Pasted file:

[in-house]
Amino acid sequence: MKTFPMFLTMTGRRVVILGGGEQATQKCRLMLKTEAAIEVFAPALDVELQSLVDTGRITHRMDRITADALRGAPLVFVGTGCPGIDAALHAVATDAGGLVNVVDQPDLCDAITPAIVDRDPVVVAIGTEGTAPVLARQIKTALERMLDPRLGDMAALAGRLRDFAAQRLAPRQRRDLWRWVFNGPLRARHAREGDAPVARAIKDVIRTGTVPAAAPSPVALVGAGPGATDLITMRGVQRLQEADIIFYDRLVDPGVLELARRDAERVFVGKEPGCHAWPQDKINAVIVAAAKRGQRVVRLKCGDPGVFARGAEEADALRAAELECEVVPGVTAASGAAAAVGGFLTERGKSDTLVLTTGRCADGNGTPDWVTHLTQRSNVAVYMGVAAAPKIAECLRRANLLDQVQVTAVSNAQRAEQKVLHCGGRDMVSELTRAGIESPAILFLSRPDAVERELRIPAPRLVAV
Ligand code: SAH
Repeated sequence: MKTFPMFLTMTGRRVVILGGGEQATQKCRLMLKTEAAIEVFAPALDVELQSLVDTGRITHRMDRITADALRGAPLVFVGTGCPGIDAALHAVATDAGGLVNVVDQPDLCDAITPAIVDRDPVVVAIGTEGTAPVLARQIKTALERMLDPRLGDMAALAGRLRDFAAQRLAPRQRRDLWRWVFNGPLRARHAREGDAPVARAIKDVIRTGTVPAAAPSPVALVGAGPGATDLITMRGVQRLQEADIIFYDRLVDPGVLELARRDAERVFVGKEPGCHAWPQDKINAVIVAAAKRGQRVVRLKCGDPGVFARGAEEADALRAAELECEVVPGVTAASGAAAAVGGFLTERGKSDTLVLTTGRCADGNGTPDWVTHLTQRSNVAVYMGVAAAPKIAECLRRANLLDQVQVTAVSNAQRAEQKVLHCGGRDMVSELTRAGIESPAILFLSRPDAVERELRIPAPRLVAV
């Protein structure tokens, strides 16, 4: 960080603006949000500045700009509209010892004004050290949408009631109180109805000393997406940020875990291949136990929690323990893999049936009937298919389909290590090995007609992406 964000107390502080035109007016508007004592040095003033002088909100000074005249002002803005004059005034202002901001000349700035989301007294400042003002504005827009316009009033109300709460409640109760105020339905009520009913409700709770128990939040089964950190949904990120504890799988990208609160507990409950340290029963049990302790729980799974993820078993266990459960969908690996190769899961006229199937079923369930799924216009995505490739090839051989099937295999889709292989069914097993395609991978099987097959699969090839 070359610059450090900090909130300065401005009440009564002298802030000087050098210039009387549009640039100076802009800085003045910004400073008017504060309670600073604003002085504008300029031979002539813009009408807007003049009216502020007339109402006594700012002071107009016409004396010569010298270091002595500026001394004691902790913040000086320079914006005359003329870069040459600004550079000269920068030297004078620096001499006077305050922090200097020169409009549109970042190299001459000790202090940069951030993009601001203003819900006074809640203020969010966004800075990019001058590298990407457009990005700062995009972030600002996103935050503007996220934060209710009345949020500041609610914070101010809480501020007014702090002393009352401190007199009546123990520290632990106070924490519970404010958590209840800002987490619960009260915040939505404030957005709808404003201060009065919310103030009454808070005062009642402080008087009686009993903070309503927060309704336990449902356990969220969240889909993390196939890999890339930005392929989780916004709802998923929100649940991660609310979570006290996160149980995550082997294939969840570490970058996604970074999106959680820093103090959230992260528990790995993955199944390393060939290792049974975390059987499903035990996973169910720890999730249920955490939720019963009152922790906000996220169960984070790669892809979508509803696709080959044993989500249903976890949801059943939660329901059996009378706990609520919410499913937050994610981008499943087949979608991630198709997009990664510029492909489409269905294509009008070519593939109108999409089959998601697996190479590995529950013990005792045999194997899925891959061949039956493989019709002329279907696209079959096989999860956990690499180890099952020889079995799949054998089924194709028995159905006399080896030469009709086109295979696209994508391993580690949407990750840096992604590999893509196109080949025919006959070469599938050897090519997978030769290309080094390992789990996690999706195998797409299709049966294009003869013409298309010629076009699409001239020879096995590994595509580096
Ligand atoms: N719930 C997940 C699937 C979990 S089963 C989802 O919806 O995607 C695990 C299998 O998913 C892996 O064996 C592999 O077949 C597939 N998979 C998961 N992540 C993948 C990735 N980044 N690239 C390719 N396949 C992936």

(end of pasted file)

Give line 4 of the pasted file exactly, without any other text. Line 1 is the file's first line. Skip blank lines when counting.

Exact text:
Repeated sequence: MKTFPMFLTMTGRRVVILGGGEQATQKCRLMLKTEAAIEVFAPALDVELQSLVDTGRITHRMDRITADALRGAPLVFVGTGCPGIDAALHAVATDAGGLVNVVDQPDLCDAITPAIVDRDPVVVAIGTEGTAPVLARQIKTALERMLDPRLGDMAALAGRLRDFAAQRLAPRQRRDLWRWVFNGPLRARHAREGDAPVARAIKDVIRTGTVPAAAPSPVALVGAGPGATDLITMRGVQRLQEADIIFYDRLVDPGVLELARRDAERVFVGKEPGCHAWPQDKINAVIVAAAKRGQRVVRLKCGDPGVFARGAEEADALRAAELECEVVPGVTAASGAAAAVGGFLTERGKSDTLVLTTGRCADGNGTPDWVTHLTQRSNVAVYMGVAAAPKIAECLRRANLLDQVQVTAVSNAQRAEQKVLHCGGRDMVSELTRAGIESPAILFLSRPDAVERELRIPAPRLVAV